Tag Archives: Irina Kupchenko

Vadim Abdrashitov – Povorot (1979)

Victor and Natasha drive back to Moscow after a good honeymoon trip by the Black Sea. Already nearing home, Victor hits an elderly lady while driving too fast. All of a sudden, their plans for a good life together are in doubt. Victor is going to face trial, may go to prison.

To start with, the situation seems to him just ridiculous and sad. They are so young and bright. Their whole life is ahead of them. The lady that was hit by Victor was old, probably half blind and careless in the street. Surely the old lady is more to blame for her own death than Victor, isn’t she? Why did this have to happen precisely to him? Should he accept the blame for the accident and thus risk long-term prison, and the end of his career and marital prospects? Does he have to pay for it or not? Should he not escape, somehow? What is the point of self-sacrifice in such a situation? The film also shows a clash between the young and the old, the bright and the ordinary, the haves and the have nots. Read More »

Andrey Konchalovskiy – Dvoryanskoe gnezdo AKA A Nest of Gentry (1969)

A screen adaptation of the novel of the same name by Russian writer Ivan Turgenev. The film portrays the life of Russian landed gentry in the 1840s. After a long travel in Europe, nobleman Lavretsky returns back home. Everything in his estate is so familiar and dear to his heart. On his first visit to his neighbors, the Kalitins, he meets Lisa. He forgets his wife, left in Paris, forgets all his past. He desires only one thing – to always be with Lisa who is so unlike the women he used to know. Read More »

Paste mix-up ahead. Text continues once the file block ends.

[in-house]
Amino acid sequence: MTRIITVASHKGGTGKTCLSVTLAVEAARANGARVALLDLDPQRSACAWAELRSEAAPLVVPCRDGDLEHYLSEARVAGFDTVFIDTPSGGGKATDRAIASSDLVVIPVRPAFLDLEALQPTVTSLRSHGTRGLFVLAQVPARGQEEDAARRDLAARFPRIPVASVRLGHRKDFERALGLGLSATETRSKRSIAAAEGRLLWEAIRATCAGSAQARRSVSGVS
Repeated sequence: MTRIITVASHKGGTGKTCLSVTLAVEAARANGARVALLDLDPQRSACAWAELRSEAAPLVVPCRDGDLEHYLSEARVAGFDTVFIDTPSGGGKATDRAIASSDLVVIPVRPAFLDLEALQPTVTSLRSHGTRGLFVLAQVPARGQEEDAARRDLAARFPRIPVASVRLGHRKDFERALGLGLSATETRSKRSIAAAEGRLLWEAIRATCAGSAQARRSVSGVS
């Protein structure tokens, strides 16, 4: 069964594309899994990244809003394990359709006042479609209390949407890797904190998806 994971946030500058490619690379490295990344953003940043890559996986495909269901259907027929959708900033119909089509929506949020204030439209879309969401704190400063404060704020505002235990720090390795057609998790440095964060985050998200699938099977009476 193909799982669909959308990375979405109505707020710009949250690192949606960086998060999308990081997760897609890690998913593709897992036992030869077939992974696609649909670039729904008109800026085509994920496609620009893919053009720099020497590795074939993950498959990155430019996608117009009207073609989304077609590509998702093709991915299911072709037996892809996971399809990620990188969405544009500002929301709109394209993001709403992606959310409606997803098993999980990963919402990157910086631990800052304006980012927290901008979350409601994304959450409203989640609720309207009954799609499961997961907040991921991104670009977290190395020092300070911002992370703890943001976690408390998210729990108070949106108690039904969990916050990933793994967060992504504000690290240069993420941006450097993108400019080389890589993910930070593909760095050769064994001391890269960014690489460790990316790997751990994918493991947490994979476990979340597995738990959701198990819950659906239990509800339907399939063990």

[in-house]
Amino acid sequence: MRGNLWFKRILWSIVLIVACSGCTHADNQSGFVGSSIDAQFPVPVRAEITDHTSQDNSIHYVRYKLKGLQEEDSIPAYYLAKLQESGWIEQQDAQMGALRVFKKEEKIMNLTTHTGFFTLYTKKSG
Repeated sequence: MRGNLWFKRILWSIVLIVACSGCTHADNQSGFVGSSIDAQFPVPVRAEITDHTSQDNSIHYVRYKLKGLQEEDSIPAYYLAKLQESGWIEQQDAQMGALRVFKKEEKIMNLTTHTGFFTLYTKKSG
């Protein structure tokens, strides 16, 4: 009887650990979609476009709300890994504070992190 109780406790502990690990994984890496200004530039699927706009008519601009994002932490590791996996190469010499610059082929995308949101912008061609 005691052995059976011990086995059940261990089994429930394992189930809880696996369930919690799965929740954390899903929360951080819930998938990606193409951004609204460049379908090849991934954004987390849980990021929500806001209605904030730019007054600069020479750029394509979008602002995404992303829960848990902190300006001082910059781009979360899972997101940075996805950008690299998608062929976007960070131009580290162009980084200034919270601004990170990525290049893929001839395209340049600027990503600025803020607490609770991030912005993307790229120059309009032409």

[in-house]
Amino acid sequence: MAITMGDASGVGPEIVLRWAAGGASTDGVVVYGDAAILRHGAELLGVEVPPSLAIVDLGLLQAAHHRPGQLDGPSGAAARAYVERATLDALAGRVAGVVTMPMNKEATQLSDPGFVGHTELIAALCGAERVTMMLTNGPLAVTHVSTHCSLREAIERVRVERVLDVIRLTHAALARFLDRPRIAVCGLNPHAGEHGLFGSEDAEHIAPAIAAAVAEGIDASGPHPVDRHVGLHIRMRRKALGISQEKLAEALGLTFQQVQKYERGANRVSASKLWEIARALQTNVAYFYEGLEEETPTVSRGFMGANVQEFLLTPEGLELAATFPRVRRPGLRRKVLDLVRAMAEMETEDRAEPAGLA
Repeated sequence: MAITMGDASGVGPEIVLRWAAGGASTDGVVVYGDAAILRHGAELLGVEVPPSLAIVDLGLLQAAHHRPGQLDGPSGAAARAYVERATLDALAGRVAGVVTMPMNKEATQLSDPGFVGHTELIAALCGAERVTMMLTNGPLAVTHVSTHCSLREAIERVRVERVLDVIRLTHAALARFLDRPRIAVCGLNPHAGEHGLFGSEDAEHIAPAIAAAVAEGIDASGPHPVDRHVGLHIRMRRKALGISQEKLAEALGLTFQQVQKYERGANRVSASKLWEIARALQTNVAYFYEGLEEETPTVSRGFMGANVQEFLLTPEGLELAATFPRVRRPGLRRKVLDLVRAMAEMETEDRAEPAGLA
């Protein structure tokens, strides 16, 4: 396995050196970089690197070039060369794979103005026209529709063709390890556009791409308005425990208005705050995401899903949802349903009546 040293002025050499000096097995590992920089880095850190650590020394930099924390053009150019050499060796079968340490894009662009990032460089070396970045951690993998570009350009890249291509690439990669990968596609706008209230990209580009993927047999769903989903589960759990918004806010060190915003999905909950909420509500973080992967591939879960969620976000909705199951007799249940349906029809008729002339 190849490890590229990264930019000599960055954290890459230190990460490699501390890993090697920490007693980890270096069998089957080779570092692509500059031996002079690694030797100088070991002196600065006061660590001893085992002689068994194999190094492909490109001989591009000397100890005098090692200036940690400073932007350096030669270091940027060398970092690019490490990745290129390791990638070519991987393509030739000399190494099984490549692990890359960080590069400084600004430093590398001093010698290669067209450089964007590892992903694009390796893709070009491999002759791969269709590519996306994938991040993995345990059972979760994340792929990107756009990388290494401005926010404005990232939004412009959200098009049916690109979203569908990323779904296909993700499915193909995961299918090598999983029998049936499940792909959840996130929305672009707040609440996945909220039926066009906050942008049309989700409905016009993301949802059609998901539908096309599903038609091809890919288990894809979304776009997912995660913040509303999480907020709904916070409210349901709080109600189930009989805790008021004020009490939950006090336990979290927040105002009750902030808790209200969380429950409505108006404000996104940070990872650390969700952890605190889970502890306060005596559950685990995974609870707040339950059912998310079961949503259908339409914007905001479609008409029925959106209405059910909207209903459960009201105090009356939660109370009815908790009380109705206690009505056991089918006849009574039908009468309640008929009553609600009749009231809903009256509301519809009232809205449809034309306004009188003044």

Andrey Konchalovskiy – Dyadya Vanya AKA Uncle Vanya (1970)

A retired professor has returned to his estate to live with his beautiful young wife, Yelena. The estate originally belonged to his first wife, now deceased; her mother and brother still live there and manage the farm. For many years the brother (Uncle Vanya) has sent the farm’s proceeds to the professor, while receiving only a small salary himself. Sonya, the professor’s daughter, who is about the same age as his new wife, also lives on the estate. The professor is pompous, vain, and irritable. He calls the doctor (Astrov) to treat his gout, only to send him away without seeing him. Astrov is an experienced physician who performs his job conscientiously, but has lost all idealism and spends much of his time drinking. The presence of Yelena introduces a bit of sexual tension into the household. Astrov and Uncle Vanya both fall in love with Yelena; she spurns them both. Meanwhile, Sonya is in love with Astrov, who fails even to notice her. Finally, when the professor announces he wants to sell the estate, Vanya, whose admiration for the man died with his sister, tries to kill him. Read More »